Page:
These last two days we have been working on a project that we had kept in mind for some time, which is no other thing that to make a cooling tower for a Wasteland nuclear power plant. First thing was to find a flowerpot with the adequate curve and size: the one we chose has a great curved shape and some horizontal stripes that seem great to represent the concrete formwork, but we reckon that it is somehow small. Anyway, if you wanted to make one of those cooling chimneys to scale it would occupy almost all the gaming table (I think it would need to be about 32″ in diameter, and the one we bought is about 10″), and besides, the smaller the easier to transport.
First step: buying the flowepot in a “one dollar shop” (3,50 euros)
Then, we have to cut a round wooden lid for the lower part, where the supporting beams will be.
Then it’s time to cut the supporting beams themselves, from a wooden rod 5 mm in diameter (we bought two of them, 0,75 euros each). ¿Length? To be able to put a miniature under the estructure, as it supposedly is an open space to go through, we chose to make them 2″ long.
Once all the legs are cut, it is time to draw some radius across the lid to know where they should be.
We nail one small nail on the edge of each of the radius…
And we turn the lid around, so we can insert each beam in each of the nails, with a drop of wood glue to strengthen the union.
The lid with all eight supporting beams and the flowerpot on top of it. Here we must mention that we made less beams for the chimney than necessary, as it should have more of them and closer to each other (another one in between each pair), but we are not taking part in any architectural competition, so… It supports the weigth, which is all that matters.
But there are still missing the diagonal crosspieces that will strengthen the whole structure (and which are those the actual chimney really has). These are longer than the vertical ones, of about 3″ or 3″ 1/2 in length.
The lower structure, finished.
On the upper part we made a crumbling wall structure with Das Pronto modelling putty, above the flowerpot bottom, to gain some more height and hide the flowerpot bottom a bit.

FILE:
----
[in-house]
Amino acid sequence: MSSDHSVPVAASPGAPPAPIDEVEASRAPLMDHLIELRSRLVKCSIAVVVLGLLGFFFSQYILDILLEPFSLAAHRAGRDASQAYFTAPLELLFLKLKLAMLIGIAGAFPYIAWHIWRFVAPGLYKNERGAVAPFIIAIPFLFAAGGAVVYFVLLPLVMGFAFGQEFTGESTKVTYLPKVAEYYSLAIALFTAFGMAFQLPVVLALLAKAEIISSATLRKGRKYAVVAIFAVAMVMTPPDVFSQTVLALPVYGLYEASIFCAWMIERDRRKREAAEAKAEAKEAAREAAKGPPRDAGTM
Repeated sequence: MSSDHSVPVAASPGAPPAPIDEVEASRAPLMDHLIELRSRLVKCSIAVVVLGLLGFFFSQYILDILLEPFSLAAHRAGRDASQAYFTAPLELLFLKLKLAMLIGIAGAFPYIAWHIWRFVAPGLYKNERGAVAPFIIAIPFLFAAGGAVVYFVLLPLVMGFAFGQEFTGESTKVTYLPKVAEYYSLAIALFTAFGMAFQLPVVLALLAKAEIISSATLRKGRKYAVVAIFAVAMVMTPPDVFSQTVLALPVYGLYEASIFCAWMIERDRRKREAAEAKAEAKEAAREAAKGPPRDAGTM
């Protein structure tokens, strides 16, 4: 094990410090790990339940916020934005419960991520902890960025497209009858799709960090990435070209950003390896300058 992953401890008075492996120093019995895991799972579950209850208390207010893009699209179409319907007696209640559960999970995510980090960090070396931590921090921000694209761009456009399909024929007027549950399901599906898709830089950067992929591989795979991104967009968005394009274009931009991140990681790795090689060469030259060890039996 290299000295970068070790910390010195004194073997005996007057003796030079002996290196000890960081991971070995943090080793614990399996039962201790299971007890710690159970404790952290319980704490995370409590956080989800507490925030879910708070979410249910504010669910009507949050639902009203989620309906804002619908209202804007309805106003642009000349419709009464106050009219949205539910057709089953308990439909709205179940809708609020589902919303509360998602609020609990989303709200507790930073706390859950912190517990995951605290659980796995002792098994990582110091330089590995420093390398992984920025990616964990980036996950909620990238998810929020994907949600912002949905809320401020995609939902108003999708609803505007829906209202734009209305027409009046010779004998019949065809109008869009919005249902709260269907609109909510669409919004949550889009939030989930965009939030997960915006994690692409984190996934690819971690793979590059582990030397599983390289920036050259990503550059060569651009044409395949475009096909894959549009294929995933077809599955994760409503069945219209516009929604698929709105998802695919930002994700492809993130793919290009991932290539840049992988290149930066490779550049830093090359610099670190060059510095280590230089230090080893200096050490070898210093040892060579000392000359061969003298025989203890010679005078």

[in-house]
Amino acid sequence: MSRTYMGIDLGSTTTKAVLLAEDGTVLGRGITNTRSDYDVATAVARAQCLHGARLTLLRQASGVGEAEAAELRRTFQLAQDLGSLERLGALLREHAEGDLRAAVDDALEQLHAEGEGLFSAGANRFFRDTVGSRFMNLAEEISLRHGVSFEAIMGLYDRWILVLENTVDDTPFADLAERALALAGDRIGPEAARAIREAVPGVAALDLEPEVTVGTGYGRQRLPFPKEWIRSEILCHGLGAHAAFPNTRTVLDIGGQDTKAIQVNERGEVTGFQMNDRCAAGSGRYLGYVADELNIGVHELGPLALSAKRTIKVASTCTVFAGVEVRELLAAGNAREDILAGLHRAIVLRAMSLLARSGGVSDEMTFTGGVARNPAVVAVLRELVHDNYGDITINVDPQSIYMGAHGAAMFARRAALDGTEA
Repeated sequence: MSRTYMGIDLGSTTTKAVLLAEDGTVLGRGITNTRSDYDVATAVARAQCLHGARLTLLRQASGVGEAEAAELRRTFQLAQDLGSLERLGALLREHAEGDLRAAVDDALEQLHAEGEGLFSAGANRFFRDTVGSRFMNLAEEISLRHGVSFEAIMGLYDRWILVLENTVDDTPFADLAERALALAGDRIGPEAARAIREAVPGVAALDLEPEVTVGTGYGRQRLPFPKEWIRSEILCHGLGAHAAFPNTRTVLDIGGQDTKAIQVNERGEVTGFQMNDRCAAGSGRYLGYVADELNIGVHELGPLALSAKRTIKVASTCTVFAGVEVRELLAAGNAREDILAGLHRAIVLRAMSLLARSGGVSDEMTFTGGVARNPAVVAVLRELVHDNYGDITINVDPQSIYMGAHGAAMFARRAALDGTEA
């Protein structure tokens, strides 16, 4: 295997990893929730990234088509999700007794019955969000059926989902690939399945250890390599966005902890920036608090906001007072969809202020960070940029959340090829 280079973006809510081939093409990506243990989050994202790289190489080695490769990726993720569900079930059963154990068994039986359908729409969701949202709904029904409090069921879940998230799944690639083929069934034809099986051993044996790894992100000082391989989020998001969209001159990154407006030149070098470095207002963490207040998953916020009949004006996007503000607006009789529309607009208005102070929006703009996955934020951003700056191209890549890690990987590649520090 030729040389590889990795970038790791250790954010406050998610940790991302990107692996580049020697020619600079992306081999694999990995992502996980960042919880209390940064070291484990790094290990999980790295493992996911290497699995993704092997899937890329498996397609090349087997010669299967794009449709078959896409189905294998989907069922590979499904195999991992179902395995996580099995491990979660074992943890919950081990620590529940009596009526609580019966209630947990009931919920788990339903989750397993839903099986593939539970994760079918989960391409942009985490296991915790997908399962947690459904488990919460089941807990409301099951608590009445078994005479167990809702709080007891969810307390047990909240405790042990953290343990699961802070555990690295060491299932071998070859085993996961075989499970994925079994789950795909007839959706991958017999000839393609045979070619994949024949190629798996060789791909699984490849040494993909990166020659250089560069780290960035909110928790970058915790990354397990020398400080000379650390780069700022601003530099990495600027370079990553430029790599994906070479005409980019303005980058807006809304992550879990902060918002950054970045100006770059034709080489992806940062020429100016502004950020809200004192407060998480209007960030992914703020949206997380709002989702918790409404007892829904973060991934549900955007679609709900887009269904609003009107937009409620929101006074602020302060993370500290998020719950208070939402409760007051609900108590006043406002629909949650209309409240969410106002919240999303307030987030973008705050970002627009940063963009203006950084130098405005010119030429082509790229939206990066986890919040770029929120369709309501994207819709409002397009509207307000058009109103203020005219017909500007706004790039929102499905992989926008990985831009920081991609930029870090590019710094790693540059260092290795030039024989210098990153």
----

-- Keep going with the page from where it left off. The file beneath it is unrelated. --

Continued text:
With a hammer, a hobby cutter and a lot of care, we can make some damage on the surface of the chimney, such as a hole, scratchs or cracks that simulate structural damages.
And the first paint coat, in Vallejo’s Basalt Grey. Remember to paint the flowerpot bottom with Matt Black as well.
Drybrush in Vallejo’s Medium Grey and starting to soil the surface with washes.
The painting process is done, with another drybrush in Medium Grey and all the washes dried (Asurmen Blue, Athonian Camoshade, Reikland Fleshshade y Devlan Mud from Citadel). You can apply the washes as you like, representing mosh, general dirt, foul substantes spillage, or whatever.
A bit of detail: the iron rods of the internal frame exposed and twisted. With some simple paperclips 1 mm in diameter, cut and bent as we like, you can do them just perfectly. Das Pronto putty is soft enough that, even after drying, we can nail them easily.
Another detail bit: a couple of signs to put onto the legs of the structure.
And our project is finished, on the table among other scenery! It is, as we have already said, a bit small to be the cooling tower from a nuclear power plant, but it could be from another factory, such as a thermal power station.
To give the whole structure a better support and an extra touch of realism, you can add a CD plastic pack (in this case, we used a 25 discs pack) as part of the lower chimney facilities, where there are all kind of conductions, control rooms and maintenance accesses. You just have to paint it with the same colors as the rest of the chimney and add graffiti at will. You can also wear it down with green, brown and black washes, as well as modelling grass or moss.
Once under the chimney, among the supporting beams, the effect is much better and realistic.